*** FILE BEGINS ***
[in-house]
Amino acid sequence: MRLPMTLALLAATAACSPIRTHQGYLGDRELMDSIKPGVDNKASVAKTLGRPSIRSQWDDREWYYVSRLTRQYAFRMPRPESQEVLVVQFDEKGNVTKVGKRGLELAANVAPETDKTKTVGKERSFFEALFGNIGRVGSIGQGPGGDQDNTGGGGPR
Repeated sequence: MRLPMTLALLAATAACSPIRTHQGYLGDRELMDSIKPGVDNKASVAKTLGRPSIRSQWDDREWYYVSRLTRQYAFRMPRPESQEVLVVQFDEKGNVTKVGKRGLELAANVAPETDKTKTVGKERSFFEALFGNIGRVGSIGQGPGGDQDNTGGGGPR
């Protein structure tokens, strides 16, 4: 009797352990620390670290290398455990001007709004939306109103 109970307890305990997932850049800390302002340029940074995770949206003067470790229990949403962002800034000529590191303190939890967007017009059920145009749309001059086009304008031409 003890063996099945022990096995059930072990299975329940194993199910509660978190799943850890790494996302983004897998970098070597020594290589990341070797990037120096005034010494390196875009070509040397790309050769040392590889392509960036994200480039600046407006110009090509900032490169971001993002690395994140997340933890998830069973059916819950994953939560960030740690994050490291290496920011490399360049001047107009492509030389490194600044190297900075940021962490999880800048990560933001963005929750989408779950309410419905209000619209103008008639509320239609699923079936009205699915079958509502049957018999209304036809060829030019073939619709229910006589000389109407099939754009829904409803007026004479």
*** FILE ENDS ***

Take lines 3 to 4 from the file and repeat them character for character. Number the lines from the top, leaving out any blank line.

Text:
Repeated sequence: MRLPMTLALLAATAACSPIRTHQGYLGDRELMDSIKPGVDNKASVAKTLGRPSIRSQWDDREWYYVSRLTRQYAFRMPRPESQEVLVVQFDEKGNVTKVGKRGLELAANVAPETDKTKTVGKERSFFEALFGNIGRVGSIGQGPGGDQDNTGGGGPR
């Protein structure tokens, strides 16, 4: 009797352990620390670290290398455990001007709004939306109103 109970307890305990997932850049800390302002340029940074995770949206003067470790229990949403962002800034000529590191303190939890967007017009059920145009749309001059086009304008031409 003890063996099945022990096995059930072990299975329940194993199910509660978190799943850890790494996302983004897998970098070597020594290589990341070797990037120096005034010494390196875009070509040397790309050769040392590889392509960036994200480039600046407006110009090509900032490169971001993002690395994140997340933890998830069973059916819950994953939560960030740690994050490291290496920011490399360049001047107009492509030389490194600044190297900075940021962490999880800048990560933001963005929750989408779950309410419905209000619209103008008639509320239609699923079936009205699915079958509502049957018999209304036809060829030019073939619709229910006589000389109407099939754009829904409803007026004479």